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Symbeline's avatar

What rights do abandoned graveyards have?

Asked by Symbeline (30528 points ) August 12th, 2012

I was checking out abandoned graveyards online yesterday, and I started wondering just exactly who is responsible for them. My guess is they’re probably like abandoned buildings, and are subject to the laws of whatever state/province/city it finds itself in. Is that about right? I mean, you can’t just go in them and do whatever you want just because it’s abandoned, like most abandoned things.
But some I found are in places where nobody even lives anymore, miles and miles away from any real civilization, so if someone went in those and messed around, most likely nobody would ever even find out. Maybe out of the way graveyards are under the same protection that abandoned villages or towns have? Can’t find much information about this on the Internet, although I admit, I didn’t do much of a thorough search. All the sites showing them weren’t really concerned with that.
I mean some governmental duty must look out after stuff like that, it’s history. I’m also guessing it depends on where you live.

Then again maybe nobody protects these. Some I saw online are so old and in the middle of nowhere that only hikers seem to come upon them, and share their findings online through pictures. One even had a church. So for abandoned graveyards, either in populated areas or wilder places, what kind of laws protect these? Are there any specific laws, since they’re graveyards?
In addition, if an abandoned graveyard actually has absolutely no laws protecting it, can anyone actually make a claim to it, or to the land it’s on? (I doubt it, but thought I’d ask)

I also don’t plan to go ruin an abandoned graveyard.

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14 Answers

wilma's avatar

They fall under some government jurisdiction, whether it is village, township, county or state. There are probably trespassing laws and of course property laws that cover them. Most cemeteries have rules that you are not to be in them after dark. If you don’t damage or vandalize anything then I am sure that you are welcome to visit the place and enjoy it at your pleasure.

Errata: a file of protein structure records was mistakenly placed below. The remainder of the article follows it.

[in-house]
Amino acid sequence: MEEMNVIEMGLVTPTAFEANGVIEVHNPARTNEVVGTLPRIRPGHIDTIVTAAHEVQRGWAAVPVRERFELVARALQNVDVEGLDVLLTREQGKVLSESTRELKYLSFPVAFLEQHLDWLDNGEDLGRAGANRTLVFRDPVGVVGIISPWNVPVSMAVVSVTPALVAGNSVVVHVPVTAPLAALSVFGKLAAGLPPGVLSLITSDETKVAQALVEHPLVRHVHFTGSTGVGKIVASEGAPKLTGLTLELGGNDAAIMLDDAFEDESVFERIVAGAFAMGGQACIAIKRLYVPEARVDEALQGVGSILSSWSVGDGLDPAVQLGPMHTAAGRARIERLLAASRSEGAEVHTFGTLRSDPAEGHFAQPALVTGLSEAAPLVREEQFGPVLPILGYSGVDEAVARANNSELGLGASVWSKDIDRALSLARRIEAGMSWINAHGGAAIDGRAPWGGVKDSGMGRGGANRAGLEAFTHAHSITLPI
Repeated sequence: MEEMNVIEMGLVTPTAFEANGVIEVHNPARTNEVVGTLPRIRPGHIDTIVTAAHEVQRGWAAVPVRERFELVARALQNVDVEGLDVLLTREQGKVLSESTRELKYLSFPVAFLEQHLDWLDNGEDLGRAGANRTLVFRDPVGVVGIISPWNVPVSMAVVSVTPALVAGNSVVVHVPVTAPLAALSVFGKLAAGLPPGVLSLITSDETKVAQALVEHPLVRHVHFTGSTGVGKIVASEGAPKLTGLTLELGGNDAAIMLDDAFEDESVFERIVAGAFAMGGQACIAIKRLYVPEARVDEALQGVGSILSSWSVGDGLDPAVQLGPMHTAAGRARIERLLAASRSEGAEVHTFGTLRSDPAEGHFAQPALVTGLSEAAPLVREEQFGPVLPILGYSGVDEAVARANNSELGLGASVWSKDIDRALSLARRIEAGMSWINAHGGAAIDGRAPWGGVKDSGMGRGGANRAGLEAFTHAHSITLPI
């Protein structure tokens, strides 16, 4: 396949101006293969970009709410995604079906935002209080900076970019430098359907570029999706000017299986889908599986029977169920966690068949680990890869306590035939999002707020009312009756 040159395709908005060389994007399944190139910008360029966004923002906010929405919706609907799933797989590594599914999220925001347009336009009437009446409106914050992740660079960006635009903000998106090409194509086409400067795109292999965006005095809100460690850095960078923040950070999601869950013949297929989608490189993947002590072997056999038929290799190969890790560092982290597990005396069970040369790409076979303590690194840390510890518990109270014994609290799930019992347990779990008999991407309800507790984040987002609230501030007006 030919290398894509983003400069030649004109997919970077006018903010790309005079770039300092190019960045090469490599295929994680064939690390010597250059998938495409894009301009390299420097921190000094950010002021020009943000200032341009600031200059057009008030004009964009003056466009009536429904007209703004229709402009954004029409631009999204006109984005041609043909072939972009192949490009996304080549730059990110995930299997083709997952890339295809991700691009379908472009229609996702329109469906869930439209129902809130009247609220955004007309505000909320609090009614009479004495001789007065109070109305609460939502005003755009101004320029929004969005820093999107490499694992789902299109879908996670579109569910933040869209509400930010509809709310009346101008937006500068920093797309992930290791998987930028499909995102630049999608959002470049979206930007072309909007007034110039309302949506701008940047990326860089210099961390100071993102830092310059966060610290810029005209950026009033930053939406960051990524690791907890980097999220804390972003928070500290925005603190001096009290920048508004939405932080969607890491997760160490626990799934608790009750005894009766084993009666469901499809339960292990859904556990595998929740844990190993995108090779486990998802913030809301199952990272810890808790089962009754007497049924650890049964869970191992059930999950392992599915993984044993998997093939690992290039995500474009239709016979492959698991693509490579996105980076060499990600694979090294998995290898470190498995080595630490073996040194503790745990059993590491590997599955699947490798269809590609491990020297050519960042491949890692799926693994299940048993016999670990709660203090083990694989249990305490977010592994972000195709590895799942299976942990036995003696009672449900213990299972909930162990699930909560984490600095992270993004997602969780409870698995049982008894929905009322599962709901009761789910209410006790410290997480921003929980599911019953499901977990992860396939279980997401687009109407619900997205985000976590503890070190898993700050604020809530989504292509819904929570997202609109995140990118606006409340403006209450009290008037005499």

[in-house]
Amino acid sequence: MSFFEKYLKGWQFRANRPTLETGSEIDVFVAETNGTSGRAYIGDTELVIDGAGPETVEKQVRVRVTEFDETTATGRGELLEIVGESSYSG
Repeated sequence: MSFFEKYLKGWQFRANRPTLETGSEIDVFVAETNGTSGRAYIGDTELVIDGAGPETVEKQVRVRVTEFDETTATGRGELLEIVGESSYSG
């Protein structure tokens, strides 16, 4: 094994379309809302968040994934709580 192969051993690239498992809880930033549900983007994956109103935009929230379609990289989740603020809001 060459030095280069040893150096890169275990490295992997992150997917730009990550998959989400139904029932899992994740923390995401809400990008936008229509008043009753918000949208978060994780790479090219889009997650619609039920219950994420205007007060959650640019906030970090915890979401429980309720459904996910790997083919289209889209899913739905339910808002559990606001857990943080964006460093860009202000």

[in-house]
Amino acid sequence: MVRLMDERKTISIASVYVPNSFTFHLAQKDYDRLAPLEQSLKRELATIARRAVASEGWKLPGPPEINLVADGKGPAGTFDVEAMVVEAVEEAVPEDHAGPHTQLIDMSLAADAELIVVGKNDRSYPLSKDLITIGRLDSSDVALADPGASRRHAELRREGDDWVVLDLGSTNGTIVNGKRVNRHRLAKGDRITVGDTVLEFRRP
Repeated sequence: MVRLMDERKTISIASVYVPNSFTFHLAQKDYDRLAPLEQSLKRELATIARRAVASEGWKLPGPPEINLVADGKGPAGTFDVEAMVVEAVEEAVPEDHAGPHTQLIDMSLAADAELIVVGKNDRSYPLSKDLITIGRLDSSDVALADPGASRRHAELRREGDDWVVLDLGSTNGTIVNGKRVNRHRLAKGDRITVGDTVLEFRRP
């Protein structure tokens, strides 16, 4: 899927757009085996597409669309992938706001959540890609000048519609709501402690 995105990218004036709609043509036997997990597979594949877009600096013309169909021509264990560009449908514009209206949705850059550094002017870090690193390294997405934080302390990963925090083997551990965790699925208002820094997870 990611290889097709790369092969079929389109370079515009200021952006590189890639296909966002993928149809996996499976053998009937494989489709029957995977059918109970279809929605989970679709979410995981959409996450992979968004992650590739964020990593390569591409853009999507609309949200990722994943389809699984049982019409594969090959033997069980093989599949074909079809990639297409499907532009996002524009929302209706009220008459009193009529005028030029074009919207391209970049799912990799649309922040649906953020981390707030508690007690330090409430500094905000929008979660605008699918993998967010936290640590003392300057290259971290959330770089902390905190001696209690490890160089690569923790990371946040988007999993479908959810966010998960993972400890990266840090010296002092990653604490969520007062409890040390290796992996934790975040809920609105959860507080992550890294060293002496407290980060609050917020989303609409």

zenvelo's avatar

In California there are desecration laws for vandalism in a cemetery. But there is no one charged with specific responsibility for a graveyard other than that for any abandoned and now public space.

CWOTUS's avatar

Here are some helpful partial responses (and other references that might get you exactly what you want) from The Straight Dope.

WestRiverrat's avatar

Illinois has a law that the state has to care for all graves. They can move them if they need to but xare of the remains is the responsibility of the state.

Growing up the graveyard across the street had a caretaker’s cottage. He lived on site to prevent vandalism. He was fond of rock salt in his A-5.

ucme's avatar

The right to rest in pieces?

GracieT's avatar

In Ohio they seem to have none. Last year we had a graveyard suddenly begin floating (it was both creepy and hilarious!). When investigating was done it turned out that a reservoir was built around an old graveyard. I can’t remember why this happened, but the bones rose to the surface. (creepy, no?)

Only138's avatar

Ever sneak into an abandoned graveyard at night and have sex? :)

Symbeline's avatar

@Only138 I did that in a non abandoned graveyard.

Only138's avatar

@Symbeline Pretty cool, eh? Cool ideas for date-night, eh? LMAO

WestRiverrat's avatar

@Only138 and @Symbeline Only cool until the caretaker finds you with his shotgun full of rock salt and his video camera.

Symbeline's avatar

Well, it is indeed trespassing, but we didn’t break or vandalize anything. Not that it really justifies anything, but if it was abandoned, I’m pretty sure that could be forgivable. Unless some phantom caretaker comes by…

GracieT's avatar

@Only138, the university that my husband and I both graduated from surrounds a graveyard. I guess we’ll have to plan a road trip! ;0)

Pied_Pfeffer's avatar

The reason it has been so difficult to dig up (pun intended) any general information on this topic is that there are just too many If / And / Then scenarios. Here is an example: There is a small graveyard sitting in the middle of the parking lot at a Chicago suburb mall. So if the suburb laws stated one thing, the county laws were different, and the state laws required something else, then it would be a completely different ruling than in another location with a similar circumstance.

Symbeline's avatar

That’s a lot of what I was guessing…it must depend a lot on the location of the graveyard, and what laws apply to that piece of land.

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